Windows 95: someone still loves you

Or at least uses you.

I use StatPress to get statistics of the last readers of this blog. One of the informations I have access to are the operating systems that the last visitors were using. And how surprising it was to discover that I still have a visitor that was using Windows 95:

I really hope this person is using some extension to change his/her browser’s user agent header or just woke up from a sleep of 10 years or more.

Fixing problem with Subclipse and svn+ssh repositories

I was trying to synchronise a Java project with a SVN repository that runs over a SSH tunnel. It was working right in the command line, but in Subclipse it was showing a “network connection closed unexpectedly” error.

It was fixed changing the SVN interface from JavaHL to SVNKit in Eclipse preferences (click to zoom):

Changing SVN interface in Eclipse

Open Sonic

I was looking for some good games for Linux a few days ago and I found an incredible one: Open Sonic. It’s a free, open-source game featuring Sonic The Hedgehog (don’t tell Sega about this) and it’s available for Linux, Mac and Windows. And it’s very, very fun, just like the old Sonic games for Master System and Genesis I used to play fifteen years ago. I’m getting old.

The game is still under development (only two levels until now), but it’s a good game anyway. It has a cooperative play mode which lets you control three characters simultaneously (Sonic, Tails and Knuckles), and at some parts you need to use two of them (Tails must open a door so Sonic can pass, for example).

There’s a demo video available. It’s a little bit outdated but it can show what the game already has to offer:

How to fix ugly fonts in Qt-based applications

I was using Qt Creator and tried to change the editor’s font to Monaco, 9. But hey, Monaco is not that ugly:

Monaco before fix

So I googled a way to fix for this problem, and found the fix at Arch Linux forums. You’ll need to create a file called .fonts.conf in your home directory with this content:

<?xml version='1.0'?>
<!DOCTYPE fontconfig SYSTEM 'fonts.dtd'>
<fontconfig>
   <match target="font" >
      <edit mode="assign" name="rgba" >
         <const>rgb</const>
      </edit>
   </match>
   <match target="font" >
      <edit mode="assign" name="hinting" >
         <bool>true</bool>
      </edit>
   </match>
   <match target="font" >
      <edit mode="assign" name="hintstyle" >
         <const>hintslight</const>
      </edit>
   </match>
   <match target="font" >
      <edit mode="assign" name="antialias" >
         <bool>true</bool>
      </edit>
   </match>
</fontconfig>

I closed Qt Creator and reopened it. The result was this:

Monaco after fix

Why I chose Qt

A few months ago, I planned to learn some graphic toolkit. As a GNOME user, GTK was my natural choice. Although I’m a Python lover, I chose C++ because I just wanted to learn a new language and stop being afraid of pointers. So I started to read the gtkmm documentation, like tutorials and API, and to program a simple music player. I was learning gtkmm and it all seemed okay.

But I read a little about Qt and, after talking with some friends about the pros and cons of GTK and Qt, I decided to do with Qt the same things that I’ve already done with GTK up to that point. So I would know what choice was better for me. Notice that I’m not saying that Qt is better for everybody and that GTK must die, but that Qt looked better for me and my personal project. After this disclaimer, and can tell my reasons:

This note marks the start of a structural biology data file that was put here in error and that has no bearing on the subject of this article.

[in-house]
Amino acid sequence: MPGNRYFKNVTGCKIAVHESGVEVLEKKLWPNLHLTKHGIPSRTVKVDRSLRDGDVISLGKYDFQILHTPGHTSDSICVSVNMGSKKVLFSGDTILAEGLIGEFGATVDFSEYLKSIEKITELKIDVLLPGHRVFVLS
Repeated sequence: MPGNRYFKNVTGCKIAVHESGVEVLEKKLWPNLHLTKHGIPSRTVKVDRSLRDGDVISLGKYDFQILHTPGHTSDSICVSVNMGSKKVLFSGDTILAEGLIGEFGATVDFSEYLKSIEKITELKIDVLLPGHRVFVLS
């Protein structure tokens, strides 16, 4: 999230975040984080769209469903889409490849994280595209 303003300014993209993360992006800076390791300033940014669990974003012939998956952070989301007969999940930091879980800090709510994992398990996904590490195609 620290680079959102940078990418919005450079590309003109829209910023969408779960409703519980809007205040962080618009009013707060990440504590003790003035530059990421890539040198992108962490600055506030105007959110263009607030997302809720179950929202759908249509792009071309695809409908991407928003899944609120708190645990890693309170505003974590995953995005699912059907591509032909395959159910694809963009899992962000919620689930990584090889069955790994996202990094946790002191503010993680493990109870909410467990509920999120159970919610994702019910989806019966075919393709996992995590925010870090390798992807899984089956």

• Look & feel. I’m a look&feel fanatic, and sometimes I move from GNOME to KDE only to check its new features. But I hate how GTK applications look in KDE. You can use gtk-qt-engine, but you’ll still notice the differences. You can set GTK to use the excellent QtCurve theme, that have identical versions to Qt and GTK, but you’ll get tied to a theme. But look what you have if you run a Qt application in GNOME (gedit is a GTK-based application and Picard is a Qt-based application):

    Thanks to QGtkStyle, Qt applications detect if you are in GNOME and your Qt application gets an almost perfect GTK look & feel. And yeah, it includes open and save dialogs.
  • Documentation. Qt has a very, very rich and well-organised documentation, with tutorials, API references, and examples. gtkmm also have all these items, but they didn’t look very friendly to me. And the documentation of Qt 4.7, still in development, will be even better.
  • A simple, but good IDE. A good programmer must not be dependent on IDEs, but they really help you. I tried to use Anjuta (unstable sometimes), MonoDevelop (very good for .NET platform, but not a good IDE for C/C++ development) and Netbeans as IDE when I was using gtkmm, and I was not satisfied with them. But Qt has its official IDE, Qt Creator:

    Qt Creator is clean, simple, and complete. It has quick access to documentation, breakpoints, project configuration, native support for CVS, Subversion and Git, good code completion, a good GUI designer (like the GTK’s Glade), among other features.
  • Runs well on many platforms. Qt is smart enough to run well – and with native look & feel, I really like this – in Linux, Mac, Windows, and others.

But Qt still has some cons:

  • Users should have it installed to run Qt applications, and this is not very usual in Linux environments based on GNOME, neither on Windows systems.
  • Qt is free only if you’re using it in a free project. For commercial applications, you must obtain a commercial Qt licenceUpdate: this is not exactly a con. You still can use Qt under LGPL in commercial applications, but if you make any change to Qt you must publish them or purchase a commercial Qt licence (thanks, krok, for the comment).

If you’re beginning to learn to program for graphical environments or you’re looking for a good graphical library to use in your project, you really should give Qt a try, implement some examples and feel which option is better for you.